Cam Newton and the Carolina Panthers have agreed to a new five-year, $103 million contract, according to Ian Rapoport of the NFL Network.
It's a monster deal.
The contract includes $30 million in the first year and a record-setting $67.6 million in potential earnings over the first three years of the deal. Adam Schefter of ESPN reports that $60 million is guaranteed.
We still don't know how much of the $60 million is fully guaranteed versus guaranteed just for injury. But with a quarterback like Newton — an established, quality starter who isn't going to just get cut if he has a bad year — the difference is not as significant as it is for other players.
More than any of the NFL's other $100 million quarterback contracts, this deal will set the bar for players like Russell Wilson and Andrew Luck.
Most of the recent quarterback contracts have fallen into one of two categories.
On the one hand, there are the deals signed by guys like Colin Kaepernick (seven years, $126 million) and Andy Dalton (seven years, $96 million). These deals look great on the surface and have the potential to be lucrative, but they are basically year-to-year contracts with little guaranteed money where the teams can cut them at any time.
On the other hand, there's the type of quarterback contract that has gone to players like Aaron Rodgers (five years, $110 million) and Jay Cutler (seven years, $127 million). These deals look similar on the surface to Kaepernick and Dalton's deals, but they come with much more security in the form of larger signing bonuses and actual guaranteed money in future seasons. Both Rodgers and Cutler received $54 million fully guaranteed, the most for a quarterback at the time.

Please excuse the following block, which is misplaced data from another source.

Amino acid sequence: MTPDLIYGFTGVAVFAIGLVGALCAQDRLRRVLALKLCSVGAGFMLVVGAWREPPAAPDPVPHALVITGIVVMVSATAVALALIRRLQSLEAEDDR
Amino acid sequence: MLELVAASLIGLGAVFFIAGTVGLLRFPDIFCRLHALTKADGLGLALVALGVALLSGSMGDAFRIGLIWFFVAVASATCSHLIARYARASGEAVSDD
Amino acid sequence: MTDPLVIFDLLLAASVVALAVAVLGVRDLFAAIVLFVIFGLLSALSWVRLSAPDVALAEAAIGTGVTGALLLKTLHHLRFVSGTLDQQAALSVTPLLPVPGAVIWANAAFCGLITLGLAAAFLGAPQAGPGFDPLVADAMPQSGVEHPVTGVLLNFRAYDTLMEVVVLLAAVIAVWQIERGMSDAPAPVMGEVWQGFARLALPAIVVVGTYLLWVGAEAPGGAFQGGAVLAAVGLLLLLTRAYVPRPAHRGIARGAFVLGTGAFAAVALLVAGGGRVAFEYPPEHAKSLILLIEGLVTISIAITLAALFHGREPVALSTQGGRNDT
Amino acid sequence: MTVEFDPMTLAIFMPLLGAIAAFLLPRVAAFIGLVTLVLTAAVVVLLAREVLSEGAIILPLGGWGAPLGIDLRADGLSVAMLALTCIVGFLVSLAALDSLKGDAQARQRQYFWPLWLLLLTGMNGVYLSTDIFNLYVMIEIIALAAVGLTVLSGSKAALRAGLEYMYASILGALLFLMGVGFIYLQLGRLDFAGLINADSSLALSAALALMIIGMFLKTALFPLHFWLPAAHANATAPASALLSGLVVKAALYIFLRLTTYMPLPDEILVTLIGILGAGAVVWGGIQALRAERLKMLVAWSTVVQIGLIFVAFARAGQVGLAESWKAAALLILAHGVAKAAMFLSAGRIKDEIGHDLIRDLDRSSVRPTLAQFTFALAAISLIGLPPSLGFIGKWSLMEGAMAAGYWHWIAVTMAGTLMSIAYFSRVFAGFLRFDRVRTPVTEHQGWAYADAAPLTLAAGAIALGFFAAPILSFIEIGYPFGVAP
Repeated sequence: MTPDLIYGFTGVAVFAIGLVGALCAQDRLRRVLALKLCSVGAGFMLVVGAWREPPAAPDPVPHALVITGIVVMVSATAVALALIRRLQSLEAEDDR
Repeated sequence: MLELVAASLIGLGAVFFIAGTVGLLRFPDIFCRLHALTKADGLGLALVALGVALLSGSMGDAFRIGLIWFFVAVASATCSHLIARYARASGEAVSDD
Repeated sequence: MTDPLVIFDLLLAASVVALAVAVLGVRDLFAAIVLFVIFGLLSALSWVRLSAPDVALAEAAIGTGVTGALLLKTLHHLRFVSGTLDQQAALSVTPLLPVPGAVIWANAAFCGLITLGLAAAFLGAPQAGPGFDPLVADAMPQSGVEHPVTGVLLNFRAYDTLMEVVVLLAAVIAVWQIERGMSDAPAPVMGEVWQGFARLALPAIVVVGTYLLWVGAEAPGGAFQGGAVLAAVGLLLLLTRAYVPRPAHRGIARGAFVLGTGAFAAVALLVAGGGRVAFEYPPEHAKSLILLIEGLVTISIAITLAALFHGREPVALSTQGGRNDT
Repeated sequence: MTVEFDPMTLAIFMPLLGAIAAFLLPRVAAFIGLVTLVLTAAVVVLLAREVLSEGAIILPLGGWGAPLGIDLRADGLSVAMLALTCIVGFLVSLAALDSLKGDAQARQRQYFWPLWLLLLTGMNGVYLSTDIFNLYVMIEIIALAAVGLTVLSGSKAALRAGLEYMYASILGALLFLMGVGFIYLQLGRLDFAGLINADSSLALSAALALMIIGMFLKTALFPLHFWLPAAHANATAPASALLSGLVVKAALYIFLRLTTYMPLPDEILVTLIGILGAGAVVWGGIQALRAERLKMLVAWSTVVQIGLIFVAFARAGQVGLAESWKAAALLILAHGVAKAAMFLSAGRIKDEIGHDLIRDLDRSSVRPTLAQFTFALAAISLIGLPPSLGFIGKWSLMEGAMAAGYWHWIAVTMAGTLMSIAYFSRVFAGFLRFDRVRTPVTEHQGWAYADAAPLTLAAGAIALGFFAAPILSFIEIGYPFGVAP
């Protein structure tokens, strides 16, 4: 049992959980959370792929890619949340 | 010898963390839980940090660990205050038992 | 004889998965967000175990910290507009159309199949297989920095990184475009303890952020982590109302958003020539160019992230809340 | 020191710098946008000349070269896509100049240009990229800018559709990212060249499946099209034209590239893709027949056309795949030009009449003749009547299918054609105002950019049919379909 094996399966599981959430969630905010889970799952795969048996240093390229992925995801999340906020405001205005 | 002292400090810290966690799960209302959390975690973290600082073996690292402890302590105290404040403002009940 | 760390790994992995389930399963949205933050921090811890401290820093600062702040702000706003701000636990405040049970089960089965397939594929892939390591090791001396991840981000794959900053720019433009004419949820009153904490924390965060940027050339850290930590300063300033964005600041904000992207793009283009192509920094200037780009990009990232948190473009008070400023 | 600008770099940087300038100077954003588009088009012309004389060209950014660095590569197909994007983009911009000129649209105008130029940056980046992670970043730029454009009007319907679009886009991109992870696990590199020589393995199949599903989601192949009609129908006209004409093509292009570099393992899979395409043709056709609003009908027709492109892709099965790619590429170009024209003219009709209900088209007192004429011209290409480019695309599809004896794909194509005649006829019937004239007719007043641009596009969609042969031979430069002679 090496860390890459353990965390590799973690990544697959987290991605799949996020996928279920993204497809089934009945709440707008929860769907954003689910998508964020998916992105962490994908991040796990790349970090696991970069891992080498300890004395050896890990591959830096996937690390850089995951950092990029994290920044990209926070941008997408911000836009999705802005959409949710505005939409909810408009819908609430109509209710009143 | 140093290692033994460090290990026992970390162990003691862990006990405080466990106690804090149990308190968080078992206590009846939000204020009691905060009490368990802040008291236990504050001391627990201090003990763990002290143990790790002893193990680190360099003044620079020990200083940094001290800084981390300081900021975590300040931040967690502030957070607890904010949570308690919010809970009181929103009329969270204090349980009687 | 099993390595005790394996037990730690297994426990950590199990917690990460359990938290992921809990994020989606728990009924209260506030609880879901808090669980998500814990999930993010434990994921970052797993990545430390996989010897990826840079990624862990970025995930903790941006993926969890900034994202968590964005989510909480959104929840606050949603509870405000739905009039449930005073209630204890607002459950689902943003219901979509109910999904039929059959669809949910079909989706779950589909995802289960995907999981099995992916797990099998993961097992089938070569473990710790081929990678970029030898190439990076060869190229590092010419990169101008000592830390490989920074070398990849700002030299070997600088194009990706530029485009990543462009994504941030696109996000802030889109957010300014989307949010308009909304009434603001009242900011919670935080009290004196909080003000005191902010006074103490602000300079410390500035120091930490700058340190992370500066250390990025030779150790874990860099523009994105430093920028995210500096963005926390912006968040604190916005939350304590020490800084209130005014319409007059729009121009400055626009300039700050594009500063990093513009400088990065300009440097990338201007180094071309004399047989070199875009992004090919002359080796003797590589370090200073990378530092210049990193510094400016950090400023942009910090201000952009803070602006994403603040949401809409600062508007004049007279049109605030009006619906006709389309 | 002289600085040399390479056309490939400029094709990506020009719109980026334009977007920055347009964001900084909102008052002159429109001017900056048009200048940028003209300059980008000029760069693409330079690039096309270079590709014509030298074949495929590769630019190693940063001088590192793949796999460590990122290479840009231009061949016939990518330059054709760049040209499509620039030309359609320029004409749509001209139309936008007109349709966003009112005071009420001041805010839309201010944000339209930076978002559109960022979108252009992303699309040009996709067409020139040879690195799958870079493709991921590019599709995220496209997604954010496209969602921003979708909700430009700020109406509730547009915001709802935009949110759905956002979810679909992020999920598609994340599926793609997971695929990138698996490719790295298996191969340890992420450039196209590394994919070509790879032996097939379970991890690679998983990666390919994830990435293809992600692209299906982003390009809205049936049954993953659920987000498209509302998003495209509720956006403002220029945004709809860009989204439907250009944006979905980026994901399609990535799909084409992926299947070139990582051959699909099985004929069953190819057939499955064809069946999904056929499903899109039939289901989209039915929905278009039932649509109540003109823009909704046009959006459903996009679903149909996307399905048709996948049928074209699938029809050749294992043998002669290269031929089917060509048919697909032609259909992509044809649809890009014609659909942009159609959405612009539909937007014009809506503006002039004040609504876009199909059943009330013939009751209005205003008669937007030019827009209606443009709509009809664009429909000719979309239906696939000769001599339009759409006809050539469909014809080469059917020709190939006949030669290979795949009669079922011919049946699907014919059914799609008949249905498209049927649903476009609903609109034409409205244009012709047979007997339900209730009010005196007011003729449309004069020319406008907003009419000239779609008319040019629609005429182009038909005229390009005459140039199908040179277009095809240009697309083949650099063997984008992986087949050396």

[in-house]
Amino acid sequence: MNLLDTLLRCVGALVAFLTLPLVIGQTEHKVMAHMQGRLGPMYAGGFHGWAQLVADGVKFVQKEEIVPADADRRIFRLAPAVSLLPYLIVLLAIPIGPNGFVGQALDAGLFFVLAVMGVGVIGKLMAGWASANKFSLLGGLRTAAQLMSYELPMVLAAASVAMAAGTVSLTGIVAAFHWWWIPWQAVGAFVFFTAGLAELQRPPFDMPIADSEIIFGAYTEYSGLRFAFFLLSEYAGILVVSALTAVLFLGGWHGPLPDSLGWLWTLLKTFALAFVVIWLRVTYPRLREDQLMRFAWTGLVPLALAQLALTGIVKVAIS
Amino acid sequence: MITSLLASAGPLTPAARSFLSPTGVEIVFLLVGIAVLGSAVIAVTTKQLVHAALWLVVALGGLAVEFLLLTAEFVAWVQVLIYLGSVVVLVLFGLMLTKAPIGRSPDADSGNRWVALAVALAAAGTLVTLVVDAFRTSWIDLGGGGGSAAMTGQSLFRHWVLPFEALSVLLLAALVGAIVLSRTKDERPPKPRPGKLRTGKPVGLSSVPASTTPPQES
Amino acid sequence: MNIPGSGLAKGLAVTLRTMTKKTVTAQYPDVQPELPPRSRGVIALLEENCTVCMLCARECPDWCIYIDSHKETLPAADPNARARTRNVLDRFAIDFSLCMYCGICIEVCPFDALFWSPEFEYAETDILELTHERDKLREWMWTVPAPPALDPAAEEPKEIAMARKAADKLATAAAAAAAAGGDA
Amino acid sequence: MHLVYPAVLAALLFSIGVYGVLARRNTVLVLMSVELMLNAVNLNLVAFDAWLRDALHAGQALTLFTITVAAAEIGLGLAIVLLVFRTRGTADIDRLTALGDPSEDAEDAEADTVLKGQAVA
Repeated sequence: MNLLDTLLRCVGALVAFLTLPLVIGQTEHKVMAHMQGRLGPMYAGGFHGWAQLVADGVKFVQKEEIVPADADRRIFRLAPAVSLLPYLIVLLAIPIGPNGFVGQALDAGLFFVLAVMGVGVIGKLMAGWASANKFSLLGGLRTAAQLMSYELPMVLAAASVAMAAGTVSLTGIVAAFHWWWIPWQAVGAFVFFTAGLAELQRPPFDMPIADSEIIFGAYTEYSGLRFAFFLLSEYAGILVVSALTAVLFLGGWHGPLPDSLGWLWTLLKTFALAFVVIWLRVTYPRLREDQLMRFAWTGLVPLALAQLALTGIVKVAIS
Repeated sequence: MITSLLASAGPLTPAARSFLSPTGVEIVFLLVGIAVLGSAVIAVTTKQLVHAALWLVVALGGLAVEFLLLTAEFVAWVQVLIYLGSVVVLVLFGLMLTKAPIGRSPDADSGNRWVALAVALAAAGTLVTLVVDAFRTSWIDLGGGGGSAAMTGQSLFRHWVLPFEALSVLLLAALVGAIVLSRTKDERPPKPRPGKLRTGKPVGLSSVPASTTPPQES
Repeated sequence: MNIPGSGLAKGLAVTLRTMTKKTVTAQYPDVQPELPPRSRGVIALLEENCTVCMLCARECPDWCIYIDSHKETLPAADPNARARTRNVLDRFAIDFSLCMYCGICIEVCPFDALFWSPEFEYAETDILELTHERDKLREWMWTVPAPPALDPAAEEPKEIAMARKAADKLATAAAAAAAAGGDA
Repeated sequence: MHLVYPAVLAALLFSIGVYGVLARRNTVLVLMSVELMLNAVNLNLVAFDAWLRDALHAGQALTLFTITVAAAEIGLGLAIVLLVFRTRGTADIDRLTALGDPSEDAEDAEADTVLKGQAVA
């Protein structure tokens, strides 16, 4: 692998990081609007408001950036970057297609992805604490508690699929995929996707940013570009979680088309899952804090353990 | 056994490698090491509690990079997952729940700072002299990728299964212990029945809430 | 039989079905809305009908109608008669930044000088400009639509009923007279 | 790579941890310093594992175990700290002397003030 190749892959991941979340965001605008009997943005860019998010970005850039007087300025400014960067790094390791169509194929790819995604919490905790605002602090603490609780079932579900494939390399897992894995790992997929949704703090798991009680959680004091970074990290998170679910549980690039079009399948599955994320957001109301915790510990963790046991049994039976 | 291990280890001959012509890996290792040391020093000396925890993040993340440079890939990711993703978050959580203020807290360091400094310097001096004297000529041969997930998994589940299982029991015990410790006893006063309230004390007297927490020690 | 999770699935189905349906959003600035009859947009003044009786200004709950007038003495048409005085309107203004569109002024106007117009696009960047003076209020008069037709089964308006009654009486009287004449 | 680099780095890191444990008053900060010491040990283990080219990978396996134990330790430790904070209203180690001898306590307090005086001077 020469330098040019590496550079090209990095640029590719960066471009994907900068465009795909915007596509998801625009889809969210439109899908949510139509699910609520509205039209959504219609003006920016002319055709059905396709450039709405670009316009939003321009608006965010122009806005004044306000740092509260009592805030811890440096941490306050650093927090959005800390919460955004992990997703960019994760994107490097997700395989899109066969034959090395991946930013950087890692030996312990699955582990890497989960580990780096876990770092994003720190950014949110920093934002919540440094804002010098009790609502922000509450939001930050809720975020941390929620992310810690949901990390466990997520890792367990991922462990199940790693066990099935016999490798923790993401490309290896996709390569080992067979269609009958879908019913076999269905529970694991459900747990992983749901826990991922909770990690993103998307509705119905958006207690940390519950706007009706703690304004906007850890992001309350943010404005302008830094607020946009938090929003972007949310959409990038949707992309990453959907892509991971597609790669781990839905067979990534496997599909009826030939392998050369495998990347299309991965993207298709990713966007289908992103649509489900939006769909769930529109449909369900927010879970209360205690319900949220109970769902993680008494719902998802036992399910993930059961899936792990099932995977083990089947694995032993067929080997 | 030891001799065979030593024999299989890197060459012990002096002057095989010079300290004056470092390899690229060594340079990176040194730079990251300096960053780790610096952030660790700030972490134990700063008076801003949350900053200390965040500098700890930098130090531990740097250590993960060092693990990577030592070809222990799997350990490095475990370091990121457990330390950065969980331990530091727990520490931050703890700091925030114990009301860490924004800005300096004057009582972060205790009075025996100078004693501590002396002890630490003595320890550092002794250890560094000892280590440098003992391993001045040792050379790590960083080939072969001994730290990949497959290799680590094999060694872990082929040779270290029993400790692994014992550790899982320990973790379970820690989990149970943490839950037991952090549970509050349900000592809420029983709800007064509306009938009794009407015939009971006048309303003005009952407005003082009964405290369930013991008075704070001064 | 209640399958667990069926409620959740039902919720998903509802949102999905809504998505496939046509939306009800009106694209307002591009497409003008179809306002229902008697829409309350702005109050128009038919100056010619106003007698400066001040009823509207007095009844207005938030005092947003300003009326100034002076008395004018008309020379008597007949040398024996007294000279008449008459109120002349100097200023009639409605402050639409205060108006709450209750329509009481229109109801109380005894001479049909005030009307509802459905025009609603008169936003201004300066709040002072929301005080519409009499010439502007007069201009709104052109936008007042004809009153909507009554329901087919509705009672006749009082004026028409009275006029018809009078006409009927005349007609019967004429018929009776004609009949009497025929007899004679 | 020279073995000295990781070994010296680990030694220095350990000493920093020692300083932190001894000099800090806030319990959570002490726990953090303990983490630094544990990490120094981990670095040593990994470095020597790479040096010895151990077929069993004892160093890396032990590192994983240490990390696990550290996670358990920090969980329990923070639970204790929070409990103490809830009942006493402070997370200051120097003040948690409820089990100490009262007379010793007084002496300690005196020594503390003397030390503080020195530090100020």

Newton's deal is more similar to the Rodgers/Cutler type of contract than the Kaepernick/Dalton type of contract. In fact, it surpasses the Rodgers/Cutler deal in guarantees and money over the first three years of the deal. Going forward, it will be the new benchmark for what franchise quarterbacks coming off of rookie deals look for in contract negotiations.
Newton's deal is important because he's the first big-time quarterback who was drafted under the NFL's new collective bargaining agreement to sign a second contract.
The 2011 NFL Draft — in which Newton was picked No. 1 overall — was the first draft after the new CBA limited the amount of money young players could make. Newton signed a four-year, $22 million contract, a far cry from the six-year, $78 million ($50 million guaranteed) deal Sam Bradford received the year before as the top pick.
Four years later, while not yet an elite quarterback, Newton has proven to be a very good quarterback and was about to enter the option year on his standard rookie contract that would have seen his salary balloon from $3.4 million in 2014 to $14.7 million in 2015 according to Spotrac.
Meanwhile, Wilson and Luck, who were both drafted the year after Newton, are the next two young quarterbacks that are in line for new contracts, having just completed the third year of their rookie deals.
Talks of a new deal for Luck have mostly been quiet as the Colts have decided to wait until next summer to negotiate a new deal. On the other hand, there were reports of Wilson receiving a new contract this offseason. However, it now appears the two sides are far apart and he may also have to wait until at least next summer before signing his first big contract.
While both quarterbacks were looking at deals starting in the neighborhood of Cutler and Rodgers ($54 million guaranteed), it now looks like it will cost the Seahawks and Colts a lot more to keep their franchise quarterbacks and the young QBs can thank Newton and the Panthers.